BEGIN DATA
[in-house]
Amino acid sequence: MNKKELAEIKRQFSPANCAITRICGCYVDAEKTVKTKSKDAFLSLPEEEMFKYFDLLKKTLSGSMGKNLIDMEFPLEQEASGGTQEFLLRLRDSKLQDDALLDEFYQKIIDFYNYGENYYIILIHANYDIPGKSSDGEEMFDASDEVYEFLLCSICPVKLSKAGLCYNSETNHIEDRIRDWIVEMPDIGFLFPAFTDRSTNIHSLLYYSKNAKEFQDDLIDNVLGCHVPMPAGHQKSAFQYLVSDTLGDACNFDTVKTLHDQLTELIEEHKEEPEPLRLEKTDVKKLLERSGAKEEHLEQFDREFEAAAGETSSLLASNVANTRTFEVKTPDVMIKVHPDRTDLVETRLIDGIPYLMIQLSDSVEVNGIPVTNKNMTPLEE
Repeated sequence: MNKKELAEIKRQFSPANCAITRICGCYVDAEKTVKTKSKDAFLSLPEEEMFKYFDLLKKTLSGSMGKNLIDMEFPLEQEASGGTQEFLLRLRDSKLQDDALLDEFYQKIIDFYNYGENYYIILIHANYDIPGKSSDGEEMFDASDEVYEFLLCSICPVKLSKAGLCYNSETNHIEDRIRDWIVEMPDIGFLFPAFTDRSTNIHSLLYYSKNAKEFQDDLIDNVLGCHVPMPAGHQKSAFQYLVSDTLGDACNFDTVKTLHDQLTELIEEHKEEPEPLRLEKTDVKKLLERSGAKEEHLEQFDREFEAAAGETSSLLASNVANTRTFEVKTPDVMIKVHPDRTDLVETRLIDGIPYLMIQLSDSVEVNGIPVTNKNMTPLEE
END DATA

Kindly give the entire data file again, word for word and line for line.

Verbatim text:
[in-house]
Amino acid sequence: MNKKELAEIKRQFSPANCAITRICGCYVDAEKTVKTKSKDAFLSLPEEEMFKYFDLLKKTLSGSMGKNLIDMEFPLEQEASGGTQEFLLRLRDSKLQDDALLDEFYQKIIDFYNYGENYYIILIHANYDIPGKSSDGEEMFDASDEVYEFLLCSICPVKLSKAGLCYNSETNHIEDRIRDWIVEMPDIGFLFPAFTDRSTNIHSLLYYSKNAKEFQDDLIDNVLGCHVPMPAGHQKSAFQYLVSDTLGDACNFDTVKTLHDQLTELIEEHKEEPEPLRLEKTDVKKLLERSGAKEEHLEQFDREFEAAAGETSSLLASNVANTRTFEVKTPDVMIKVHPDRTDLVETRLIDGIPYLMIQLSDSVEVNGIPVTNKNMTPLEE
Repeated sequence: MNKKELAEIKRQFSPANCAITRICGCYVDAEKTVKTKSKDAFLSLPEEEMFKYFDLLKKTLSGSMGKNLIDMEFPLEQEASGGTQEFLLRLRDSKLQDDALLDEFYQKIIDFYNYGENYYIILIHANYDIPGKSSDGEEMFDASDEVYEFLLCSICPVKLSKAGLCYNSETNHIEDRIRDWIVEMPDIGFLFPAFTDRSTNIHSLLYYSKNAKEFQDDLIDNVLGCHVPMPAGHQKSAFQYLVSDTLGDACNFDTVKTLHDQLTELIEEHKEEPEPLRLEKTDVKKLLERSGAKEEHLEQFDREFEAAAGETSSLLASNVANTRTFEVKTPDVMIKVHPDRTDLVETRLIDGIPYLMIQLSDSVEVNGIPVTNKNMTPLEE